The American War in Vietnam remains a lingering wound for both nations a generation later. Between 1959 and 1975, over 5 million Vietnamese and 58,000 Americans were killed, and approximately 350,000 Americans and millions more Vietnamese were injured. Many on both sides continue to suffer from physical and psychological injuries suffered then that have never fully healed.
Recorded in 1998, Vietnam Long Time Coming documents a historic 1200-mile, 16-day bicycle ride from Hanoi to Ho Chi Minh City (formally, Saigon) by 45 American and 20 Vietnamese riders, many of whom are disabled vets. Organized by the charity World T.E.A.M. Sports, the group of 65 riders, including blind participants riding tandem with able-bodied riders and paraplegics on hand-powered bikes, made the long trek south through Vietnam while engaging in medical and education outreach along the journey.
These outreach efforts provide some of the most touching moments in the documentary. At the dedication of a new orthotics unit at a hospital targeted by American bombers during the war, a former Air Force sergeant responsible for loading munitions on bombers breaks down in grief. At a girls school presentation, a disfigured former U.S. Army rifleman also becomes overwhelmed when recounting his wartime experiences. These scenes are obviously intensely cathartic for the vets, and also powerfully moving to behold.
The film also documents the continuing denial of some of the American participants about the depth of the harm done to them, and the discomfort they and others continue to have at any suggestion of personal or collection American guilt for the war. One vet who lost both legs, claims to grieve more for his thinning hair than his lost limbs. He and others boycott the group visit to the Mei Lei memorial for five hundred villagers massacred by American soldiers for fear that visiting, even thirty years later, would signal some degree of collective American culpability that they believe is unfounded.
Despite some moving and provocative moments, the 120-minute documentary is overly long by half. The last third of the ride and the subsequent trip by a Vietnamese amputee to the United States to be fitted for a prosthesis feels anti-climatic.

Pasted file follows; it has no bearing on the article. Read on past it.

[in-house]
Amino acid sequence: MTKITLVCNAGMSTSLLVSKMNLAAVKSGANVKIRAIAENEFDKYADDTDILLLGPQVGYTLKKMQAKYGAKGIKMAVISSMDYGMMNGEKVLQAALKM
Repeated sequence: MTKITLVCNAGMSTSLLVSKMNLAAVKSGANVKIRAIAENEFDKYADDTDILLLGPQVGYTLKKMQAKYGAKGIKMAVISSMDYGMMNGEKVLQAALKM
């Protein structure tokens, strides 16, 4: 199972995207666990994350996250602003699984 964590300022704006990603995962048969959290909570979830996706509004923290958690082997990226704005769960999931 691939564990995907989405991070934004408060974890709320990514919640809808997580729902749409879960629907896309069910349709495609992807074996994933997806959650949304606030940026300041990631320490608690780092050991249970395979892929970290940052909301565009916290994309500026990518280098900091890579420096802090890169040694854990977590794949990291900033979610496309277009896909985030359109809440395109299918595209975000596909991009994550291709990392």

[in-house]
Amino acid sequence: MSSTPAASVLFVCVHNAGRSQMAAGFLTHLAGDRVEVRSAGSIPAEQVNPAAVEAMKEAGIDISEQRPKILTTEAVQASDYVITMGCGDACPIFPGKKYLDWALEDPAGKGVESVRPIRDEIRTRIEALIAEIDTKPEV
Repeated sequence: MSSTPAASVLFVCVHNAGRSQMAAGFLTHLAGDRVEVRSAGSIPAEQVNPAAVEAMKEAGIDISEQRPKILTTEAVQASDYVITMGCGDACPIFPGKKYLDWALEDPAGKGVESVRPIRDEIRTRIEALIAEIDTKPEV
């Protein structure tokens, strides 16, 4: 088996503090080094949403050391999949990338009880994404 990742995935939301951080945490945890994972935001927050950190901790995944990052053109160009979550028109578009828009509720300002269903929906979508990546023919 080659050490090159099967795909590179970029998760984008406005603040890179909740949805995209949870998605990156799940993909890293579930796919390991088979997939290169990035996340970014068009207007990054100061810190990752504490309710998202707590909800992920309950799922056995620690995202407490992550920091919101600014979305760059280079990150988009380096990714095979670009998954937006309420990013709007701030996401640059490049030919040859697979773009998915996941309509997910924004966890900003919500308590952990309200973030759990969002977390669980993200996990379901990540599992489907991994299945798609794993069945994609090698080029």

This review is based on a screener disc provided by Facets. As such, this description may vary from the specs of the final commercial release.
The disc maintains the original theatrical aspect ratio of 1.78:1. Artifacts and video noise are apparent, but not excessive. Much more disappointing is that the image has not been anamorphically enhanced. Further, the disc merely carries over the forced subtitles from the theatrical release. The option of subtitles for the hearing impaired would have been greatly appreciated, especially given the poor quality of the audio as discussed below.
Surprisingly the disc provides a 5.1 Dolby Digital mix as its only audio option. The audio is mediocre with the voice track under mixed such that some dialogue is unintelligible.
There are no extras on the screener provided by Facets though it appears there should be a where-are-they-now slideshow, additional scenes and production stills on the commercial release.
On the surface, Vietnam Long Time Coming documents a 1200-mile, 16-day bicycle trip from Hanoi to Ho Chi Minh City by a mixed contingent of American and Vietnamese riders, but at its heart it's the story of a journey toward healing and reconciliation for the participants and their countries. The documentary is at times deeply moving, but the momentum gives out well before the credits roll.